I want to be violent and original in my art, which means the rest of my life around that adventure needs to be a little boring, a little routine. I need to know where to hang my keys and where to find the toilet paper, and I need to know that Walmart is open around the clock and that the rhythm of this place is simple to find as long as you’re willing to stop and breathe and look around for a little while.

What looks boring is what makes possible all the wild words I want to write.

What if we quit lamenting the repetitive routines in our lives and began to embrace them, not as a barrier to the adventure we want to live, but as the container for the adventure we are dying to live?

Is there an adventure waiting inside of your routines?

The truth is, every single one of us is an adventurer—we have unmapped territories within ourselves to explore. Every single one of us is an artist—we all have something we want to create, something good we want to birth from the center of us. Every single one of us has a voice whispering at the edge of our heart, beckoning us into something new and risky and probably breathtakingly beautiful.

The question isn’t, should we leap? The question is, will we leap? And will we let the boring repetition of our daily lives be the stable platform from which we jump?

Your adventure awaits you.

No need to make a big splash.

It’s enough just to learn how to swim.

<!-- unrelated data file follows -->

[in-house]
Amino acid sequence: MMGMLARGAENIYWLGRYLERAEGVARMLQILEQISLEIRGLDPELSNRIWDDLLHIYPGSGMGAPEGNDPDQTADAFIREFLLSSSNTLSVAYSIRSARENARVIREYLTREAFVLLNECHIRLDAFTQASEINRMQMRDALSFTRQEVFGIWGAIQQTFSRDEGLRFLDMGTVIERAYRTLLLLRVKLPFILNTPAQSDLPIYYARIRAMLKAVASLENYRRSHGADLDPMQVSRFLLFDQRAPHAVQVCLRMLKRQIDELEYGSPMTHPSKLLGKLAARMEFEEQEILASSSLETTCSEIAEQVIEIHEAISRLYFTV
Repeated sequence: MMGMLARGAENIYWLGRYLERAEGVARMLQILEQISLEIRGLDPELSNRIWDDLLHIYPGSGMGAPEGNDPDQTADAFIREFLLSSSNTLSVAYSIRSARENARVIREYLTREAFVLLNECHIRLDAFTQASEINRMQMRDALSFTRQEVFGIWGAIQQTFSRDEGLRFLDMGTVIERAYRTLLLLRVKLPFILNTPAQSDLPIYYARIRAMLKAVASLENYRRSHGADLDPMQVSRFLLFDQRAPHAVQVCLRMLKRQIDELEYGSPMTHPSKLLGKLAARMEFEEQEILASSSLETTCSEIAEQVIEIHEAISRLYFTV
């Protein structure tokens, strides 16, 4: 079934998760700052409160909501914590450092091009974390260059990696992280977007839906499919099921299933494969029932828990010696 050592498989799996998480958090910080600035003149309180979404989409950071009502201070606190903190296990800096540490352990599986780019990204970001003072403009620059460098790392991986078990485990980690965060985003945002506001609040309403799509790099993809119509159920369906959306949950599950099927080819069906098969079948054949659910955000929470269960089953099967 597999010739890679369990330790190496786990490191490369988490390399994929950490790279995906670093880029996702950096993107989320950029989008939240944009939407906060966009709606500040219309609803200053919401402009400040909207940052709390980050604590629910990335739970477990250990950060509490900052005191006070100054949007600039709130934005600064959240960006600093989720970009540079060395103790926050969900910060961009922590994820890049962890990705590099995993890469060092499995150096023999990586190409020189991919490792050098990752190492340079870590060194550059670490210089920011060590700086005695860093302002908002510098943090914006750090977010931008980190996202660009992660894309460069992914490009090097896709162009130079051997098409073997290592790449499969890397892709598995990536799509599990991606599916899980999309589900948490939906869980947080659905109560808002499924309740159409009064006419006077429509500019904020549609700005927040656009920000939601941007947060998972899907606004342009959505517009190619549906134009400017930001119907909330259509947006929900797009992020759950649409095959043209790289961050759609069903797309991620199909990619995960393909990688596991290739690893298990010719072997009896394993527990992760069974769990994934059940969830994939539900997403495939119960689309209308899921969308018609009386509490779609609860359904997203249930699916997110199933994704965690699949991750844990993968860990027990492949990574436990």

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Kelly is a licensed clinical psychologist and co-founder of Artisan Clinical Associates in Naperville, IL. He is also a writer and blogs regularly about the redemption of our personal, relational, and communal lives. Kelly is married, has three children, and enjoys learning from them how to be a kid again. You can find him on Facebook, Twitter, and Google+.

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30 thoughts on “In Celebration of the Mundane

  1. This is very thought provoking, and without too much consideration, rings true. Never thought of adventure, creativity, innovation, that way before.

  2. I am glad you are back-missed your insights last week. Thanks for giving me a new perspective on the mundane-very timely as this has been an extremely boring week for me.

    • It’s good to be back, Ginny! Today, i got to do my first real writing session since the move and it felt so good. Hope you find some adventure within your boring this week!

  3. I
    find those first few days in the new home the best and very enjoyable. The
    liberating feeling of “no routine yet” and the feeling of a “fait accompli” for
    having accomplished the first and hardest step (getting out of the old place in
    one piece and sane) makes me grin on that first morning in the new home. The
    first few days where you discover the spot that feels right for your keys or
    your shoes, moving the bed to a different wall every 2 days until you discover
    the best direction to sleep in, the new rhythm that just comes naturally by
    being in the new environment – I love this process! My most creative thoughts
    and ideas come when I am in an unfamiliar environment. Hence in my case, I would
    say creativity and innovation come from the new vs. the old. I thrive in the new
    and unfamiliar; it makes me feel alive and energized! Call me crazy…

    • Thanks for this, Connie. I hear what you’re saying, too. I’ve generated more blog post ideas in the last month than I did in the previous year. Nothing like shaking things up to give you a new take on things!

  4. Thank you for this. We moved two weeks ago, and you’ve expressed a lot of what we’ve been feeling. This is exactly what I needed to read today.